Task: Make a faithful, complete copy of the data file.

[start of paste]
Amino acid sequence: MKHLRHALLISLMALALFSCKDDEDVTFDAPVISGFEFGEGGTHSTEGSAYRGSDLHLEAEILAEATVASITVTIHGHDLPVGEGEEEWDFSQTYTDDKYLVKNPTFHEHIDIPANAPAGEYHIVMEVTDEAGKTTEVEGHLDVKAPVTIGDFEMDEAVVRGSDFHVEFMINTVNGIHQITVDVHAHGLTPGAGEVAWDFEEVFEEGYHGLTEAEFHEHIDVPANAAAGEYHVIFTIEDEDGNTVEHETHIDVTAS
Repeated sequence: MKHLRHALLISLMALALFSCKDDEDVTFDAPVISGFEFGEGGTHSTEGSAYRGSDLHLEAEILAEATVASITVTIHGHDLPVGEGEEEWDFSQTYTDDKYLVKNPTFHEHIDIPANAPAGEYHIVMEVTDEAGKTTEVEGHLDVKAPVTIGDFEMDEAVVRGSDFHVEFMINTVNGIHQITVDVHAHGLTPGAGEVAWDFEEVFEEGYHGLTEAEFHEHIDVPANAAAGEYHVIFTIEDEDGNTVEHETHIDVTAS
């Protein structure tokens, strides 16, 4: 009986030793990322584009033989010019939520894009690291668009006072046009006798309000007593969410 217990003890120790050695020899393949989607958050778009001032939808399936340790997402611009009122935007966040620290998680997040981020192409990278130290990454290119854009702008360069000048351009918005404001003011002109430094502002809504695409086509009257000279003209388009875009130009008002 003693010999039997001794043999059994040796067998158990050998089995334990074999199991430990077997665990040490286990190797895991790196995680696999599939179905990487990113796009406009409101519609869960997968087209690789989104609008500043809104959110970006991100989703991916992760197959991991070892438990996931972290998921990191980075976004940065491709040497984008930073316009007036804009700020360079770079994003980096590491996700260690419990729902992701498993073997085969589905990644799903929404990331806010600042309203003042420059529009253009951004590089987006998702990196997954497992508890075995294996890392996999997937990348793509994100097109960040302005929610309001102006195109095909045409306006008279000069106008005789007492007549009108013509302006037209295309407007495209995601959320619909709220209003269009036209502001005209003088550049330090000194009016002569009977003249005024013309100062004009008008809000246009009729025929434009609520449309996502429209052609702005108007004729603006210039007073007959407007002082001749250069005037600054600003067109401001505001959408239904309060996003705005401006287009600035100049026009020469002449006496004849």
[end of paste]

Amino acid sequence: MKHLRHALLISLMALALFSCKDDEDVTFDAPVISGFEFGEGGTHSTEGSAYRGSDLHLEAEILAEATVASITVTIHGHDLPVGEGEEEWDFSQTYTDDKYLVKNPTFHEHIDIPANAPAGEYHIVMEVTDEAGKTTEVEGHLDVKAPVTIGDFEMDEAVVRGSDFHVEFMINTVNGIHQITVDVHAHGLTPGAGEVAWDFEEVFEEGYHGLTEAEFHEHIDVPANAAAGEYHVIFTIEDEDGNTVEHETHIDVTAS
Repeated sequence: MKHLRHALLISLMALALFSCKDDEDVTFDAPVISGFEFGEGGTHSTEGSAYRGSDLHLEAEILAEATVASITVTIHGHDLPVGEGEEEWDFSQTYTDDKYLVKNPTFHEHIDIPANAPAGEYHIVMEVTDEAGKTTEVEGHLDVKAPVTIGDFEMDEAVVRGSDFHVEFMINTVNGIHQITVDVHAHGLTPGAGEVAWDFEEVFEEGYHGLTEAEFHEHIDVPANAAAGEYHVIFTIEDEDGNTVEHETHIDVTAS
């Protein structure tokens, strides 16, 4: 009986030793990322584009033989010019939520894009690291668009006072046009006798309000007593969410 217990003890120790050695020899393949989607958050778009001032939808399936340790997402611009009122935007966040620290998680997040981020192409990278130290990454290119854009702008360069000048351009918005404001003011002109430094502002809504695409086509009257000279003209388009875009130009008002 003693010999039997001794043999059994040796067998158990050998089995334990074999199991430990077997665990040490286990190797895991790196995680696999599939179905990487990113796009406009409101519609869960997968087209690789989104609008500043809104959110970006991100989703991916992760197959991991070892438990996931972290998921990191980075976004940065491709040497984008930073316009007036804009700020360079770079994003980096590491996700260690419990729902992701498993073997085969589905990644799903929404990331806010600042309203003042420059529009253009951004590089987006998702990196997954497992508890075995294996890392996999997937990348793509994100097109960040302005929610309001102006195109095909045409306006008279000069106008005789007492007549009108013509302006037209295309407007495209995601959320619909709220209003269009036209502001005209003088550049330090000194009016002569009977003249005024013309100062004009008008809000246009009729025929434009609520449309996502429209052609702005108007004729603006210039007073007959407007002082001749250069005037600054600003067109401001505001959408239904309060996003705005401006287009600035100049026009020469002449006496004849």